When I request certain changes to communications about ME to facilitate reasonable adjustments being carried forward to my new job (because one manager tries to blame my faultless line manager for their failings whilst making themselves sound wonderful and me like a huge inconvenience – none of which is very relevant), I am literally told that they know best and they send the email to my new managers anyway:
I tell my new managers and HR that I am happy to speak to occupational health but that I am concerned about the timing of the referral because of further delays and complications medical intervention is likely to cause (which seems unnecessary since my disability and adjustments have long been established by work and I have already had to go through a much protracted process to get there) but my concerns are dismissed and they insist that it is necessary every three months. Well that’s the first I heard and I’ve never had another assessment before or since. They don’t seem to trust me. Perhaps they’re hoping that it won’t come back in my favour or that I give up and resign before it does. I don’t. It does. And occupational health advise that the situation would be better resolved by management rather than their intervention.
Occupational health have never met me (the assessment is done over the phone), nor are they specialists so I’m baffled that work are willing to take their word as proof of my condition but not my own, or the specialist doctors I have seen over the years. When OH advise my employers that my return to work will be dependent on resolution of work issues and adjustments, work tell me I need to go back to my doctors to get a sick note to cover me in the interim. There is still no resolution to work issues or adjustments and it’s almost a year later.
I am told that I can not see my own grievance records or reports due to confidentiality (I am also given other excuses such as they don’t exist) but I have no such privilege. I have to repeatedly share intimate details of my health, personal life and experiences at work with various members of staff in an attempt to get support. The support never comes.
My grievance investigation is conducted by a Director in another country so as to be impartial but it is over ruled and withheld by the Director where I work. When I appeal the outcome of my grievance to the Director’s manager, which is essentially impossible because the outcome I received (not favourable) doesn’t match the investigation outcome which I haven’t seen (favourable), he emails my appeal letter straight back to the Director who over ruled the original grievance so he can see my what I’ve said.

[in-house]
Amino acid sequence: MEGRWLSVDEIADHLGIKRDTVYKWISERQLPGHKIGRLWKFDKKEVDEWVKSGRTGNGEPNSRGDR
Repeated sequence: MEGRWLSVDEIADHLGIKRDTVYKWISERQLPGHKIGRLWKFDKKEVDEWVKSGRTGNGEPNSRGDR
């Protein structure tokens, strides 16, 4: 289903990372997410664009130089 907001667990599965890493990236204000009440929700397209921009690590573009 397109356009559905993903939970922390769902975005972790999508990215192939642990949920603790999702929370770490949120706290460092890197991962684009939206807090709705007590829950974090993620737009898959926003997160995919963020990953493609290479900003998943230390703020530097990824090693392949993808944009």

There is no confidentiality when my partner is suspended due to a minor/irrelevant/spent conviction on his criminal record and rumours fly about the reasons why. This is only “necessary” because they didn’t complete our criminal record checks before we started working with children. It is confirmed by HR that this should never be the case but yet it is and he is punished for their mistakes.
Duty of Care
Duty of care is used as a way to justify unnecessary calls, emails and demands to come in to work on the weekend. It has never been utilised for our benefit. Instead they knowingly make my job impossible and health worse by variably delaying and refusing to make the reasonable adjustments I had previously, spreading lies about me, and then later refusing to let me see or discuss my own grievance reports.
We are told health checks will be completed on arrival as part of the induction process. In my previous job with the same organisation this was very thorough and included eye tests, blood tests and x-rays. Here it consists of being taken to a GP who in exchange for a fee takes one look at us and writes a note confirming we are fit and well. The second time I need to apply for residence, a colleague gets the note without me even seeing the doctor.
I have to request information about accessing healthcare in a new country (which I need) for about 6 months before HR send me a list of English speaking doctors which I have already obtained by now via the Embassy website. I am told not to bother with the doctors in this country because its not worth the hassle. It is a hassle but I need one you see.
I also have to request confirmation of the disability absence policy about a dozen times before I receive it. It is still contradicted for the next few months and I am blamed for this confusion (I am disabled you see). I am told I don’t need to provide medical evidence if my absence is related to an ongoing condition, then I’m told I do, then I don’t, then I do… I am wasting NHS time (and mine) in the process. My sick notes advising them of exacerbation of Meniere’s and stress and anxiety go unacknowledged anyway and my line manager is told not to reply to my emails asking about adjustments and returning to work while I am signed off sick (contrary to policy – and common sense).
They eventually tell me they will make adjustments but when I ask for details and information about my return to work they won’t discuss it. At one point I even get an email from HR saying “See you on Monday” when I don’t work on Mondays and I still have no information about my return to work, adjustments, timetable, line manager… anything.